Equal treatment through language does not only take place in relation to gender, but also in relation to further categories of diversity and inequality, which also play a role at university. Here too it is important to avoid discriminatory expressions and terms which are historically linked to colonial or Nazi history, and instead to employ valorizing and inclusive language.
Here are a few suggestions on how to speak and prepare course material in a diversity conscious way:
If you are unsure of how to designate or describe certain people or social groups, it is better to use the terms used by organizations and advocacy groups instead of external designations (Fremdbezeichnung). Many advocacy groups and associations offer guidelines and advice on language and how to use it.
There are texts and handouts with background information, explanations on common self-denominations, and further tips on a diversity conscious use of language, for example in the context of racism, disability, gender identity and transgender themes.
When talking and writing about marginalized groups, one or the other feature is often singled out, thus neglecting the manifold aspects of people as well as the heterogeneity of the respective groups.
For this reason, in German it has become customary to talk about “Menschen mit Behinderung” (person with a disability) instead of “Behinderten” (a ‘Disabled’, nominalized adjective). At the Toolbox we have chosen to write “BeHinderung” (disAbility) with a capital H, aligning ourselves with the concept that the capital letter serves to highlight the fact that it is through socially constructed obstacles that it is made more difficult for certain people to participate: they are then made disabled.
Instead of focusing on disabilities, people’s competences and abilities can be brought to the fore by avoiding sentences that present disability as a stroke of fate. For example, instead of “despite”-sentences or presenting someone as a victim, disability can be thematized as one of many aspects of a person instead of the only determining factor for their personality.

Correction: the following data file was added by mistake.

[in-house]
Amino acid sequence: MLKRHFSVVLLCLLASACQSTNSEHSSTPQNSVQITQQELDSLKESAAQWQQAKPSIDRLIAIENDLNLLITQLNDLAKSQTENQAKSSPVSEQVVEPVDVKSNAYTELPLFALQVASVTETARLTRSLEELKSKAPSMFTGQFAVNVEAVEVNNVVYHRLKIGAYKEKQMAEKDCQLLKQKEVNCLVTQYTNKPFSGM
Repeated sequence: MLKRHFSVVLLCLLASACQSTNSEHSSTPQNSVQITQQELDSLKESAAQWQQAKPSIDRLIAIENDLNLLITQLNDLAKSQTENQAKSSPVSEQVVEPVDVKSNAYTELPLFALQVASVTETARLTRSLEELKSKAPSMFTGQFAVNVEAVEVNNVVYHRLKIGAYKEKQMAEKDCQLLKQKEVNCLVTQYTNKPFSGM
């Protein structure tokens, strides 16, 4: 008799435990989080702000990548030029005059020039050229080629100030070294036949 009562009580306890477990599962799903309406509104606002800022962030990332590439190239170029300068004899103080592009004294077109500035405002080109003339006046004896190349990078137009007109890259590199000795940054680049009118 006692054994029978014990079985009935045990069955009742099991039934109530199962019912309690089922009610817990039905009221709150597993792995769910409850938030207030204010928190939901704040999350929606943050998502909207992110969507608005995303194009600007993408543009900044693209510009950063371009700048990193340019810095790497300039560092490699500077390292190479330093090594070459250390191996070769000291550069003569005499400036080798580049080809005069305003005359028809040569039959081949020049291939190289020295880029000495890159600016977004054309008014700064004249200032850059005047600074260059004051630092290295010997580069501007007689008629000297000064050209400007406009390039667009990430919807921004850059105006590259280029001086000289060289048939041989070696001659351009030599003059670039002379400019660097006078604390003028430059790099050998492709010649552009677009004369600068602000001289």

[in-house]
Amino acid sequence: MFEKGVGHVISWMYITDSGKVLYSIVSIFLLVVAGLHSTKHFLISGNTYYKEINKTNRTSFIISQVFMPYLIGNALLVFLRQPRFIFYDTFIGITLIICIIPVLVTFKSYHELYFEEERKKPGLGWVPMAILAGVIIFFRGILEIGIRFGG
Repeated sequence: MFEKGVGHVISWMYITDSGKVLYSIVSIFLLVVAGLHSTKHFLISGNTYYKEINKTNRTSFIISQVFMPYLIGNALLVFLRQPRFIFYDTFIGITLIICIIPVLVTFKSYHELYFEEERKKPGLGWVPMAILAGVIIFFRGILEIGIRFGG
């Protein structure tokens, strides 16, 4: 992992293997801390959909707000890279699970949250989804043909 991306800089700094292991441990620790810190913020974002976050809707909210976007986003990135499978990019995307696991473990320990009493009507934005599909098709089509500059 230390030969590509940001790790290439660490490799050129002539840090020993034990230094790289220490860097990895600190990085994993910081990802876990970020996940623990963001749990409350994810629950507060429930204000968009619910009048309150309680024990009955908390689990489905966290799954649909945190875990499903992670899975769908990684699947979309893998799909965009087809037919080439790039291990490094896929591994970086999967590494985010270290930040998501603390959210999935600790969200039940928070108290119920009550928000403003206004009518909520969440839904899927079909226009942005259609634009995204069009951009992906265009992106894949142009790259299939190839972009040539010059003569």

The contributions of people belonging to marginalized groups as well as the causes for discrimination are often rendered invisible through what seems at first glance like a neutral and unspecific representation. For this reason, try to explicitly name acting subjects, interests and existing conflicts.
You can also make authorship clear by including the first names of authors in bibliographies.
Terms change with time. Words that used to be used by many people only a few years ago are now recognized as being discriminatory and can be avoided. Belittling, clichéd, exoticizing or discriminatory terms are such examples. Alternatives exist for many discriminatory terms. Discriminatory ideas and unnecessary sentences can be left out.
Think about what exactly it is you want to say, and what wording your need for this.
Examples of German sentences that bring the abilities of people to the fore instead of being disparaging:
Language itself can constitute a barrier, for example if the language used is not someone’s first language or if a disability requires a specific use of language. Here too it is difficult to give general advice, since the needs and scope for action can be very different. Some aspects can however be implemented in all lessons:
Academia uses specific field related terminology, and one of the important aims of studying is to learn and assimilate these terms and how to use them correctly. However, especially when speaking, try to avoid unnecessarily long sentences, and remember to repeat important points and to transmit content in simple sentences. Even when explaining organizational points such as registration and examination procedures, this can be very helpful for many students, and will also reduce misunderstandings and questions.